You are half right to say OA only kills phoretic mites, that is certainly true of OAV vapour. But if you consider any long term treatment such as apivar or bayvarol those rub on the bees and only kill phoretic mites too... One can't puncture the brood to insert bayvarol strips in cells!! The miticide (any) is rubbed on the bees and in cleaning cells some miticide is deposited on the cell wall and later kills the mites trying to develop in the capped brood cell. That is the whole point of these OAG tapes and not using OAV. So in this regards the OAG tapes are no different to other strip treatments; just to spread around the active ingredient so it gets into 'clean' brood cells waiting for an egg. Phoretic mites are something of a barometer for washes and shakes, but not really the problem when they will eventually die of old age, the problem are mites breeding and ~doubling in population in the brood every three weeks. So our focus should be on the brood and on nurse bees looking after the brood.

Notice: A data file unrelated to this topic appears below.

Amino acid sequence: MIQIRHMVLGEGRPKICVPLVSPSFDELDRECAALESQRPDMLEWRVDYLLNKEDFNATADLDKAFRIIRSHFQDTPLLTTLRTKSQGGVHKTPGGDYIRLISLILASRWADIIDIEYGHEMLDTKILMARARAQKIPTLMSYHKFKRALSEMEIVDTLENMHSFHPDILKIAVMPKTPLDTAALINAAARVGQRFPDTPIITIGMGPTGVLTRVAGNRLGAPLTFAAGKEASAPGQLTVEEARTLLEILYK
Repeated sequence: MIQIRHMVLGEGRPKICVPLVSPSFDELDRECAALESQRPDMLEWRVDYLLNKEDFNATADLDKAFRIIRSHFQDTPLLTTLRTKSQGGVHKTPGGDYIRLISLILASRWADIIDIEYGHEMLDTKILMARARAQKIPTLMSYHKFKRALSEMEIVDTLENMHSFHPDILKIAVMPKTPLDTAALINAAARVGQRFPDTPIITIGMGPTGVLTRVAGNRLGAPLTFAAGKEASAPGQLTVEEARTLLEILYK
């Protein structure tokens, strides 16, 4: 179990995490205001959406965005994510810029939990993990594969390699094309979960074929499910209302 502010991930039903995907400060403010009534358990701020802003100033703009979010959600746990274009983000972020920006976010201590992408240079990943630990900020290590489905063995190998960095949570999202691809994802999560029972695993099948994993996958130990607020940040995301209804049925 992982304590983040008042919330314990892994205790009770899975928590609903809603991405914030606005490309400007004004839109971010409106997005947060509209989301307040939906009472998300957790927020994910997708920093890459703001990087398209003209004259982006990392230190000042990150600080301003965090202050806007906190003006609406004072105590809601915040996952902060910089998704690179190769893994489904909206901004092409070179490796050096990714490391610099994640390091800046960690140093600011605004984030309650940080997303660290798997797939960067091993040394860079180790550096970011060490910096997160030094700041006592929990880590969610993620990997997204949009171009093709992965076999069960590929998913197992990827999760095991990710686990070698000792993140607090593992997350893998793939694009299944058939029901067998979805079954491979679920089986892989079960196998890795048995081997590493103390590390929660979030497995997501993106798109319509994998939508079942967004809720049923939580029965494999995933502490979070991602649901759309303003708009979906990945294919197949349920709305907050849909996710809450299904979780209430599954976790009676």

@chrism good info haven't heard that before re miticide in cells, where did you get your info from? Would be interested in reading it.

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16 minutes ago, CraBee said:

 

@chrism good info haven't heard that before re miticide in cells, where did you get your info from? Would be interested in reading it.

Eeek, I thought I read that on this forum, but now that you ask me, I can't pinpoint a document, it was a very long time ago for sure. I took it as true and always thought that is how all these strips work. Didn't we all know this? Someone, help !?